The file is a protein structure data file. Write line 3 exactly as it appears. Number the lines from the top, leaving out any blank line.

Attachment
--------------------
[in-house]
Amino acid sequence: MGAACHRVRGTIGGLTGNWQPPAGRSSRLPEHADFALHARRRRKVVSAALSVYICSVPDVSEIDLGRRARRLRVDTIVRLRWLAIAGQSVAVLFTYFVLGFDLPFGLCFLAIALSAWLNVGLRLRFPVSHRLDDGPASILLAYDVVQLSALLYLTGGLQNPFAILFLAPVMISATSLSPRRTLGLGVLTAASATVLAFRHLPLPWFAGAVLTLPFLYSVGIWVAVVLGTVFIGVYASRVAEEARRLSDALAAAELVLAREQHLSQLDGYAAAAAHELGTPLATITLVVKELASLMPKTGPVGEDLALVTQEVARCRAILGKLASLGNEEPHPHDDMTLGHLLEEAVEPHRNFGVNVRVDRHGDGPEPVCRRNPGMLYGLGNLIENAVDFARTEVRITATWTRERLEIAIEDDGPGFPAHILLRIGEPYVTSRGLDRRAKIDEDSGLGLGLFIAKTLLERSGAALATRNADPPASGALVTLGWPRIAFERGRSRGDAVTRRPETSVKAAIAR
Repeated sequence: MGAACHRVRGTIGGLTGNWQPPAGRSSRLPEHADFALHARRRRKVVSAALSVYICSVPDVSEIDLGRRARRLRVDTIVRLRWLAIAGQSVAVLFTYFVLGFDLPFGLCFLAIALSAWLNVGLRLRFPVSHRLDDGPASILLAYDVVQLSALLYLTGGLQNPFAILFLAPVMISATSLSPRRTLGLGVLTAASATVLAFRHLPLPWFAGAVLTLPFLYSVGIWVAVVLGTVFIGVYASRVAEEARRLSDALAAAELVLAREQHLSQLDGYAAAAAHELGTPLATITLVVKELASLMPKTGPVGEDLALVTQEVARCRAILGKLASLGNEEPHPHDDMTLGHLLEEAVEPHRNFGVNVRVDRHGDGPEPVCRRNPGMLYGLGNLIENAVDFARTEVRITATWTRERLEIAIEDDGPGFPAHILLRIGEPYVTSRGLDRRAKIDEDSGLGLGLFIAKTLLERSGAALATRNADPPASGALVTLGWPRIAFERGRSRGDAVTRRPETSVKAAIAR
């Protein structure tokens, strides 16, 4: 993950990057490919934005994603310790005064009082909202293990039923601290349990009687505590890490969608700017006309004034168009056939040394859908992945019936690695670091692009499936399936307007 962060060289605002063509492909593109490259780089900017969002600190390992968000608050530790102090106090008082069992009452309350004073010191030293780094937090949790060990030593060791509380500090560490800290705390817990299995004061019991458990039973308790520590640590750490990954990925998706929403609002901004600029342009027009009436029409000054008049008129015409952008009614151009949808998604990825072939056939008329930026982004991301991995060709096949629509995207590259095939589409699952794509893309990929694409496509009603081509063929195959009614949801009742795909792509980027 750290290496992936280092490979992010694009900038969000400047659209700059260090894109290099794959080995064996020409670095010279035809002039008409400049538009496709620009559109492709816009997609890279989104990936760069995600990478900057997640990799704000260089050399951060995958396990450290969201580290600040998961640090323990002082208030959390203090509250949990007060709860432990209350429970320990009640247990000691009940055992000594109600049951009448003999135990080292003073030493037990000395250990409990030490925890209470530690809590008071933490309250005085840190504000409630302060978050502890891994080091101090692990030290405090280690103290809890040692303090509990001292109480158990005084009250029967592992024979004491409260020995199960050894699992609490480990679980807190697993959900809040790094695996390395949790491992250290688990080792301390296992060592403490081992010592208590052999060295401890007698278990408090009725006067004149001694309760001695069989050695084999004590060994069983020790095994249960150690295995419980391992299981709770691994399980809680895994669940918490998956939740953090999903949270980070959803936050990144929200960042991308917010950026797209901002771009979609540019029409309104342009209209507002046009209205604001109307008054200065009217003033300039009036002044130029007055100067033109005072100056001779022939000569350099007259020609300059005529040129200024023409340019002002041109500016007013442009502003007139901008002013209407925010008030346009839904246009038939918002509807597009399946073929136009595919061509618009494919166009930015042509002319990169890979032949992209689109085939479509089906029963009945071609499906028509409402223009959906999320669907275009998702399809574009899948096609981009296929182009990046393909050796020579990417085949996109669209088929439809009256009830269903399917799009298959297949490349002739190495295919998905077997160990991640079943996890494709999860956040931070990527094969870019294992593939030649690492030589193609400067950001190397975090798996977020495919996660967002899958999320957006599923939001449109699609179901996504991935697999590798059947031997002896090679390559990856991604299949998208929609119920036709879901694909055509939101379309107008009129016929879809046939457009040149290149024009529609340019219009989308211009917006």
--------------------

Repeated sequence: MGAACHRVRGTIGGLTGNWQPPAGRSSRLPEHADFALHARRRRKVVSAALSVYICSVPDVSEIDLGRRARRLRVDTIVRLRWLAIAGQSVAVLFTYFVLGFDLPFGLCFLAIALSAWLNVGLRLRFPVSHRLDDGPASILLAYDVVQLSALLYLTGGLQNPFAILFLAPVMISATSLSPRRTLGLGVLTAASATVLAFRHLPLPWFAGAVLTLPFLYSVGIWVAVVLGTVFIGVYASRVAEEARRLSDALAAAELVLAREQHLSQLDGYAAAAAHELGTPLATITLVVKELASLMPKTGPVGEDLALVTQEVARCRAILGKLASLGNEEPHPHDDMTLGHLLEEAVEPHRNFGVNVRVDRHGDGPEPVCRRNPGMLYGLGNLIENAVDFARTEVRITATWTRERLEIAIEDDGPGFPAHILLRIGEPYVTSRGLDRRAKIDEDSGLGLGLFIAKTLLERSGAALATRNADPPASGALVTLGWPRIAFERGRSRGDAVTRRPETSVKAAIAR